09 Jan 2015
Dairy Market BlogDairy
First GDT auction of 2015 – is the tide finally turning?
This week’s GDT auction, the first in 2015, saw a weighted average increase in the price of commodities traded of 3.6% compared with the previous December auction.
The greatest increase was seen in butterfat prices, which over the past 4 auctions have increased by over US$1,000/tonne, by 36.5% for AMF and 42% for butter, further narrowing the competitiveness gap between global and European butterfat prices, which is also supported by the weakness of the Euro.
Powder price increases are more tentative, having only started in the last December auction. While even after this week’s positive price direction of +2.8% for SMP and +1.6% for WMP their prices are just under half where they were this time last year, should this trend continue over the next couple of auctions, there will be little doubt that we are finally witnessing a real turning around of global dairy prices.
Remarkably, the price of all commodities saw a marked increase in this auction, as can be seen from the graphic below.
The price increases are explained by lower tonnages of products on offer (5% down on the previous auction, and 27.5% less than this time last year), but also by expected lower production as predicted by Fonterra. Their recent report stated: “Historically, we have seen that climatic conditions can cause a large amount of volatility in late season milk collection when the Farmgate Milk Price is at lower levels. Farmers are likely to become heavily reliant on rainfall to support grass growth and milk production, with less reliance on supplementary feed.”
And interestingly, this comment comes at a time when the AgriHQ website Milk Production forecast for January 2015 has been revised downward “mainly due to pasture growth rates being below normal in some parts of New Zealand during the past month” – reflecting a degree of moisture deficit.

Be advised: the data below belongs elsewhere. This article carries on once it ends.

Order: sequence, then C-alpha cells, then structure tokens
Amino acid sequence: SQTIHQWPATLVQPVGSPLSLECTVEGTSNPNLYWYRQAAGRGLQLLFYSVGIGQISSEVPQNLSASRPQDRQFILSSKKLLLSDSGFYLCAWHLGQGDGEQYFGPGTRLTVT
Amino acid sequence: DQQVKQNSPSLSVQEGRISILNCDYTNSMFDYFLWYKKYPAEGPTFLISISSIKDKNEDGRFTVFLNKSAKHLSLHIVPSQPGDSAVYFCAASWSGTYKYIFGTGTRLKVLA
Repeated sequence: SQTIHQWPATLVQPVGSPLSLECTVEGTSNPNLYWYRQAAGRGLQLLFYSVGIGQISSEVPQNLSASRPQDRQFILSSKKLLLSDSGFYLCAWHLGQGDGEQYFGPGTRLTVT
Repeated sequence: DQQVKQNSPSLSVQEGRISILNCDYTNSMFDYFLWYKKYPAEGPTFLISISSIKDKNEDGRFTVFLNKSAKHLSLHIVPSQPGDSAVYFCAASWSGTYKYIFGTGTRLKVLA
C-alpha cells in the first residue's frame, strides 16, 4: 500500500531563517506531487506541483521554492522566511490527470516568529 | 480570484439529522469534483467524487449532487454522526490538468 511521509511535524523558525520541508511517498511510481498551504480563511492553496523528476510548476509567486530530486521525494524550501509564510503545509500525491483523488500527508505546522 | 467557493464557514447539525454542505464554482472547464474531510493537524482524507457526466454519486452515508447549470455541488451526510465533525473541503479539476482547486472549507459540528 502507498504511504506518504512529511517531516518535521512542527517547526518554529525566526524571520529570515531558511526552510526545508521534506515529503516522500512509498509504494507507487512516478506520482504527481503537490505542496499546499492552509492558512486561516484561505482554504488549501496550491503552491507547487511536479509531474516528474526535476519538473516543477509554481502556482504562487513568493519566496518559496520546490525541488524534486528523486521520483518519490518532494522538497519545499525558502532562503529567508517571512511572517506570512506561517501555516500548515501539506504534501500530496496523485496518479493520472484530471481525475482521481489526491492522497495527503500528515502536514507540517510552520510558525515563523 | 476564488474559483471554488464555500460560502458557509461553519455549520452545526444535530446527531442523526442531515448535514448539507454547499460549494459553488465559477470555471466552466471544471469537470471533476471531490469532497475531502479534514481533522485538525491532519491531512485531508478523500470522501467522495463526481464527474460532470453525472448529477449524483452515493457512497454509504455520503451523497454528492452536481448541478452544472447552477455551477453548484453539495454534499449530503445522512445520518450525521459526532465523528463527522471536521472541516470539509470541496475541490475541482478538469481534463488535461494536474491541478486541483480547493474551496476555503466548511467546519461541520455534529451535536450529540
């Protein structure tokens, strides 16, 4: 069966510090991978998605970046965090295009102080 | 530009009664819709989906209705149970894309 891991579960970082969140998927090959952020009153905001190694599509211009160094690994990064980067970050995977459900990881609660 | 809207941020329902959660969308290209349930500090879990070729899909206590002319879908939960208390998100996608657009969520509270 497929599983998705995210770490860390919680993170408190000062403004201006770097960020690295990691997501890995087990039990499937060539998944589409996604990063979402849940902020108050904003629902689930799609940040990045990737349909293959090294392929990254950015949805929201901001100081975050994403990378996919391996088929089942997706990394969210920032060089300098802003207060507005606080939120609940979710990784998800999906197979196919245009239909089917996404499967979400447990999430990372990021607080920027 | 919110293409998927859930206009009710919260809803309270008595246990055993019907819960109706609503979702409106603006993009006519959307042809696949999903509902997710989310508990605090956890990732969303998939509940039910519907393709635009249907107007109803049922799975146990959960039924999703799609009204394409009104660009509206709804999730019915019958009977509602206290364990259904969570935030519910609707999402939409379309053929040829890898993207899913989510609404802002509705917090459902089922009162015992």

Another factor cited by analysts is that, though Chinese buyers may be slow to return, generally international buyers see no good reason for waiting when prices are now on the up.
The same analysts suggest that while global WMP prices are now clearly set for a recovery, this is less clear for SMP.
Let’s wait and see how markets respond to this auction, and how the next auction, due on the 20th January, pans out.
EU dairy prices – still easing, but more moderately
The EU Milk Market Observatory data has at long last been updated after the Christmas break on 7th January, and the prices of all commodities to 4th January have continued easing – even if it is at a more modest rate than in previous weeks.
Source: Based on EU MMO
Returns from EU commodities are continuing to ease, with a reasonably representative mix of Irish products returning around 32c/l gross, before processing costs are taken into account.
However, there is little milk produced at this time of year in Ireland, both because of seasonality, but also because an increasing number of farmers are taking action to avoid superlevy. Hence, returns from EU average market prices for 4th January have relatively limited direct relevance, other than to show that EU markets, which did not fall anything like global commodity prices, are taking a little longer than GDT results to bottom out.